It was nice to stretch my legs indoors.
I don’t mind brisk weather. The temperature needs to drop below zero Celsius before I start to cry and whine about going outside. But a chance to doff the coat and walk the climate-controlled halls of the hospital was welcome.
I suspected Gwen Kerr and I might have the same taste in music when I saw the cardboard sleeve for a vinyl recording of How Much is that Doggy in the Window mounted on her office wall.
“Hey, you like Snoop, too!” I said.
“Sorry, what?” said the executive director of the Cumberland Health Care Foundation.
Oops. I thought it was Snoop Dogg’s latest LP. But no, it was a vintage album cover for a record containing the original song about puppies behind glass. This frightened me because it was strange and I couldn’t understand it.
I was reassured once we started walking. Kerr talked about some of the concerts she attended in younger days, such as David Bowie – twice – Queen and Iggy Pop. She met Mr. Pop after one of his shows.
“I was into punk,” she said. Then the conservatively-dressed fundraiser started screaming the song Garageland by The Clash at the top of her lungs.
A young man lying on a bed in the corridor scowled at us.
“Mind your business, ya silly duffer,” I said, then made a lewd gesture I once saw Johnny Rotten make to a BBC interviewer.
Kerr said Queen was one of the best concerts she attended.
“Bohemian Rhapsody is my favourite,” she said.
I told her I didn’t know it. She proceeded to sing some nonsensical rubbish for about 10 minutes, using all these strange voices – high, then low, then air guitar, then quiet.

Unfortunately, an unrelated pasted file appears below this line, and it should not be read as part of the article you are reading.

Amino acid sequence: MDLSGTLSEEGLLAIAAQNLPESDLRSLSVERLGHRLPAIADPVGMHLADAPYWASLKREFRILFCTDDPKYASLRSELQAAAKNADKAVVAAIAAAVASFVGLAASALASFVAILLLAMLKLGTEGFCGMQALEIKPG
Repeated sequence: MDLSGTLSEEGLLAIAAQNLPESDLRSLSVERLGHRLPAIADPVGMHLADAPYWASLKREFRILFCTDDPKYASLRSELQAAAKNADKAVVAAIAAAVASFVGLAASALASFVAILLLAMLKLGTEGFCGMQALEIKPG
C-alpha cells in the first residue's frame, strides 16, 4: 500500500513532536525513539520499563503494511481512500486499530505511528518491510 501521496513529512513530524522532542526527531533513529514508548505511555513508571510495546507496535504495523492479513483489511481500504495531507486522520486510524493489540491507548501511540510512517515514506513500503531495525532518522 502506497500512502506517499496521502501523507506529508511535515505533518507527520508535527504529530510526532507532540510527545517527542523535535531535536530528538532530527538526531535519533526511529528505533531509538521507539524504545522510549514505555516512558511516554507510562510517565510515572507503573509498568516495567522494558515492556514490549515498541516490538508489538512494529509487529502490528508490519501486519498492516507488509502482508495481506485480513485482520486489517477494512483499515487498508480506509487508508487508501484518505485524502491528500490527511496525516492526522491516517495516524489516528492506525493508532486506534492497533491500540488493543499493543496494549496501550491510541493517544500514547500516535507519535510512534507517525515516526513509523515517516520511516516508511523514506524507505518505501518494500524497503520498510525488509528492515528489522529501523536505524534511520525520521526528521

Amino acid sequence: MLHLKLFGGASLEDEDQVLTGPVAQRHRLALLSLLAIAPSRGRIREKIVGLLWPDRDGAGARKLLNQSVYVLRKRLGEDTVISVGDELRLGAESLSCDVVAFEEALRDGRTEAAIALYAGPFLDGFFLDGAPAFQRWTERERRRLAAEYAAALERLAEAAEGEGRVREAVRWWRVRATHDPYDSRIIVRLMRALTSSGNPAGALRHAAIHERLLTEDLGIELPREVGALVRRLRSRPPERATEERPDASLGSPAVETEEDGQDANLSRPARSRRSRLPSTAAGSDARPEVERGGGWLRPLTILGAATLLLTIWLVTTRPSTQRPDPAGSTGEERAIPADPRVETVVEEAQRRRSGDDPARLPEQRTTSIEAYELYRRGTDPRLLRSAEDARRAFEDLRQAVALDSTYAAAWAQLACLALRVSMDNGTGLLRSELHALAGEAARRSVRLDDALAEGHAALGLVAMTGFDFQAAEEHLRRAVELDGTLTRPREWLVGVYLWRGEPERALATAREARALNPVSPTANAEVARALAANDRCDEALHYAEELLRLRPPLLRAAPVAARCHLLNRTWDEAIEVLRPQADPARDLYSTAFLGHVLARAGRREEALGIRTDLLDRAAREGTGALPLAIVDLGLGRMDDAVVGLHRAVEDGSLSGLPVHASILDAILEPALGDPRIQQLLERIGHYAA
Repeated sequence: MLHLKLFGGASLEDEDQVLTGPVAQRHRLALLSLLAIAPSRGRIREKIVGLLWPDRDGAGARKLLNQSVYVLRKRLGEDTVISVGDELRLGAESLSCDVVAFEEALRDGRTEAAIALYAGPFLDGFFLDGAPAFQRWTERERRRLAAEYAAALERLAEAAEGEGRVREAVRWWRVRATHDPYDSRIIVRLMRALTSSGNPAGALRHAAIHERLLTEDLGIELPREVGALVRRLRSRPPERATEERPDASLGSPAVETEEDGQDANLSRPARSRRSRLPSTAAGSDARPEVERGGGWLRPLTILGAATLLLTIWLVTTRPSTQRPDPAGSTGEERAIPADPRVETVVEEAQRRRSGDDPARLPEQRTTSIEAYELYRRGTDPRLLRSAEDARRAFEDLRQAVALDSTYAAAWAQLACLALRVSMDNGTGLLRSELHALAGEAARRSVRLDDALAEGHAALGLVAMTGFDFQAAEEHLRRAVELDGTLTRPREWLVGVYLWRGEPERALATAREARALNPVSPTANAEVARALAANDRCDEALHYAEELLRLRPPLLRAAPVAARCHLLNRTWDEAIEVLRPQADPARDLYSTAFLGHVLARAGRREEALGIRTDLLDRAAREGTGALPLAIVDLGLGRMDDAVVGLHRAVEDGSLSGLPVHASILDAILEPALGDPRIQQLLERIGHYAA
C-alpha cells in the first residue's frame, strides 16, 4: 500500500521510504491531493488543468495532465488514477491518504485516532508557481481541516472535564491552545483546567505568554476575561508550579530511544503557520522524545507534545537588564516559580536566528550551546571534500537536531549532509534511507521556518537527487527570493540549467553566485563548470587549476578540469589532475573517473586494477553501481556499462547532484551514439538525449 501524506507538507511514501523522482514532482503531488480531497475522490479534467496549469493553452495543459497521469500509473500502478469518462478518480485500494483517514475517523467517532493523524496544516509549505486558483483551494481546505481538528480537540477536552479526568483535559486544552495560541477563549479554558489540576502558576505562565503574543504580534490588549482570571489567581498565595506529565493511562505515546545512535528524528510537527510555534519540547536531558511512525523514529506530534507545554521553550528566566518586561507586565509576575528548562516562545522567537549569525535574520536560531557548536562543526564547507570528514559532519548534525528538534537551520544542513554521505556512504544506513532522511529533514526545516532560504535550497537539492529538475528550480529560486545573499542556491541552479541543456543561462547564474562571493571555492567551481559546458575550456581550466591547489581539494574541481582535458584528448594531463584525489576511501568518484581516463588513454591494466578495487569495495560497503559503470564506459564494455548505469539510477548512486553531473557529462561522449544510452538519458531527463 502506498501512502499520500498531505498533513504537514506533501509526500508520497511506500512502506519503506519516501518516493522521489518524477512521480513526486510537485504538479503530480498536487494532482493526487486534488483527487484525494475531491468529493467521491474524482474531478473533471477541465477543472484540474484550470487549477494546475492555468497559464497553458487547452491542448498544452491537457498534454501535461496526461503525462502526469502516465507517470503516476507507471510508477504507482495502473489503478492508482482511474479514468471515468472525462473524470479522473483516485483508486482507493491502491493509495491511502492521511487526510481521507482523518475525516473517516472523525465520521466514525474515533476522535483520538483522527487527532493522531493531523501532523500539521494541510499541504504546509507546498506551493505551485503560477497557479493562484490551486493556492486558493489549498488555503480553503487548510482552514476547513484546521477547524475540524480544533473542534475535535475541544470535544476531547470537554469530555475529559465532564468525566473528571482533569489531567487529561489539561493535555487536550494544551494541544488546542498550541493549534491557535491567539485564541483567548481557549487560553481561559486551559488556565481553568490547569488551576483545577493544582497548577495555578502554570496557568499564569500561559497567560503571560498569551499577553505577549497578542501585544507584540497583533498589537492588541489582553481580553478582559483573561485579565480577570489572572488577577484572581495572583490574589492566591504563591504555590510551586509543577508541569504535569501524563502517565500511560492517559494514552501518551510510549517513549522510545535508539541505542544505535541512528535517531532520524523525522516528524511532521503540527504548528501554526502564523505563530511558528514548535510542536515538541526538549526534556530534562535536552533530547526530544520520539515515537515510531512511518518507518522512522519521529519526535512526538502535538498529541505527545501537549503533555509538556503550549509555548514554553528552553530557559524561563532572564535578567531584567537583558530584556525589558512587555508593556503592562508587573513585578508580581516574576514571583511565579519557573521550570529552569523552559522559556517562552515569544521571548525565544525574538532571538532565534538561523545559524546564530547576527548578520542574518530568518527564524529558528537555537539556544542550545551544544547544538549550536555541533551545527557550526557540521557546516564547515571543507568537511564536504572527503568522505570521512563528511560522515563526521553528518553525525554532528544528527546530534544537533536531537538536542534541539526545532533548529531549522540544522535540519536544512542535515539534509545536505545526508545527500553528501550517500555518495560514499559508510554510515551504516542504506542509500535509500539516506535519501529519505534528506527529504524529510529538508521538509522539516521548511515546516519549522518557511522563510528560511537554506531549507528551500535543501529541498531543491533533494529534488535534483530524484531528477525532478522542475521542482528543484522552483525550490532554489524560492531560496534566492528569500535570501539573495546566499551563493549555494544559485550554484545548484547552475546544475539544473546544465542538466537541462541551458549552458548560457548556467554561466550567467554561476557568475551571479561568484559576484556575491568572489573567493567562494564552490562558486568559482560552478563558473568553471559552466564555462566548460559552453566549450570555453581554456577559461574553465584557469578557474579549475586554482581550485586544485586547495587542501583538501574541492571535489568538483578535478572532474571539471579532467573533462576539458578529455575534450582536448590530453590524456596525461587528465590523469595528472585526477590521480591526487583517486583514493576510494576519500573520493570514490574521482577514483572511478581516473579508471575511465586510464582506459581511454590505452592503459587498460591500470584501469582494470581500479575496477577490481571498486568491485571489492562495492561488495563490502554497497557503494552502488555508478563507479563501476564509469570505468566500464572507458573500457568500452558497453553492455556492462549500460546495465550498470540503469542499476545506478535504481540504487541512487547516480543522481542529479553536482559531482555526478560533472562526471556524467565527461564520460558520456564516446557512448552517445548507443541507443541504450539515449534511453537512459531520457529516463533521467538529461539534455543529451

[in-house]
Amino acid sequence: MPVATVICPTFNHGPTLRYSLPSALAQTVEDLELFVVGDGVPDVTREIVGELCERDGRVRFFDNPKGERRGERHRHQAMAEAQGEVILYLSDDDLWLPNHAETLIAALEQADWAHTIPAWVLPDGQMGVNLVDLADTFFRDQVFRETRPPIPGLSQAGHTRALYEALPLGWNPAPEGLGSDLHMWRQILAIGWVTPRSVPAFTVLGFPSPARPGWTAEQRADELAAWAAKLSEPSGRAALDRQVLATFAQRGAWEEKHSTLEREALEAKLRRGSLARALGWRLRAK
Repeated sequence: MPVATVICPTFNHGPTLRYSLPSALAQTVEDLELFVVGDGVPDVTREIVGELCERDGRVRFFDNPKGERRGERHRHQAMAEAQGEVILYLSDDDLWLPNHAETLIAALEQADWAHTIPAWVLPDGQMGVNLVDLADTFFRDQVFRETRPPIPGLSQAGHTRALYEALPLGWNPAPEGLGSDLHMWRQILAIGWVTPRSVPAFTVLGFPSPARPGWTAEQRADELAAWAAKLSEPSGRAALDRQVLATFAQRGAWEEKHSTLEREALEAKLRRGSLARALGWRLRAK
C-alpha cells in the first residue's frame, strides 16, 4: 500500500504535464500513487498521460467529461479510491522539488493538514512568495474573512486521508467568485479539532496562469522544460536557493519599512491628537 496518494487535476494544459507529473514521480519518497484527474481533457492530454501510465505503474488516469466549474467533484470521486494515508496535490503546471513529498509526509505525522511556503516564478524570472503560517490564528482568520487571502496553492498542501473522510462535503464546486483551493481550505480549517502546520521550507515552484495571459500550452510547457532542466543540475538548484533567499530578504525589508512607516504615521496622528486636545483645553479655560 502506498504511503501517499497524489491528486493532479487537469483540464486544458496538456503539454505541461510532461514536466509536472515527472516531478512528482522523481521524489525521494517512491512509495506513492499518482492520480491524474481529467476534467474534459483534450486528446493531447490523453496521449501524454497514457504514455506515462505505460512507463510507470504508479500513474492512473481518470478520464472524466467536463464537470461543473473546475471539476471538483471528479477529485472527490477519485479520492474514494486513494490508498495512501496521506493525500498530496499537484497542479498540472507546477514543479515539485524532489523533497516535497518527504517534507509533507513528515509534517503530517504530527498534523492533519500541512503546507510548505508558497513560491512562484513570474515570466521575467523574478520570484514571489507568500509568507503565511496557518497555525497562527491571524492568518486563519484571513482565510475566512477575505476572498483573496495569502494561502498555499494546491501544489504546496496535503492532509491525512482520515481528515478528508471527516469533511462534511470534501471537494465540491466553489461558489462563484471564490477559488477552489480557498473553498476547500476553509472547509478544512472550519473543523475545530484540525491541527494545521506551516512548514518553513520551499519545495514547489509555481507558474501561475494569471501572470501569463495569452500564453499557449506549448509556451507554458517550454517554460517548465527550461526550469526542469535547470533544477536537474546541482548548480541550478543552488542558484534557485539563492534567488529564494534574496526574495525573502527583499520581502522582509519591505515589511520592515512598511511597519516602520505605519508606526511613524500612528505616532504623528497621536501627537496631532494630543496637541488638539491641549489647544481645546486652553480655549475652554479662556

“Still don’t know it,” I said. “I like that song Radio Ga Ga. It’s their best song, I’m sure of it.”
Kerr saw Sinatra when he toured with Liza Minelli. She said they were incredible performers.
“It felt like they were singing right to you.”
I’ve got nothing funny to say here. Sinatra was awesome.
“The best concert I ever saw was Pink Floyd,” I said. “I fasted for the week beforehand, then IV-ed four bags of fermented cactus juice right before the band hit the stage. I remember swirling lights, a ticking clock and a giant flying pig. I came to my senses six months later.”
Kerr has discovered Maritime music since moving east. She likes Great Big Sea.
“Just pups, mere pups,” I said. “Fine for the kids, sure, but they’re no Stan Rogers.”
I broke into a rousing rendition of Barrett’s Privateers. We’d circled around the halls back to where the young man lay prone in a hospital bed. But this time, instead of scowling, he started singing, a big grin on his face.
“Oh shut it, ye scurvy scallywag,” I said, “or I’ll pull the plug on that monitor and send ye to Davey Jone’s locker.”
Then I made a lewd gesture I once saw Stan Rogers make to a CBC interviewer.
Disclaimer: Take a Hike is a mix of fact and fiction. Eric’s guest may or may not have said what appears in this column. It’s probably best you assume s/he didn’t.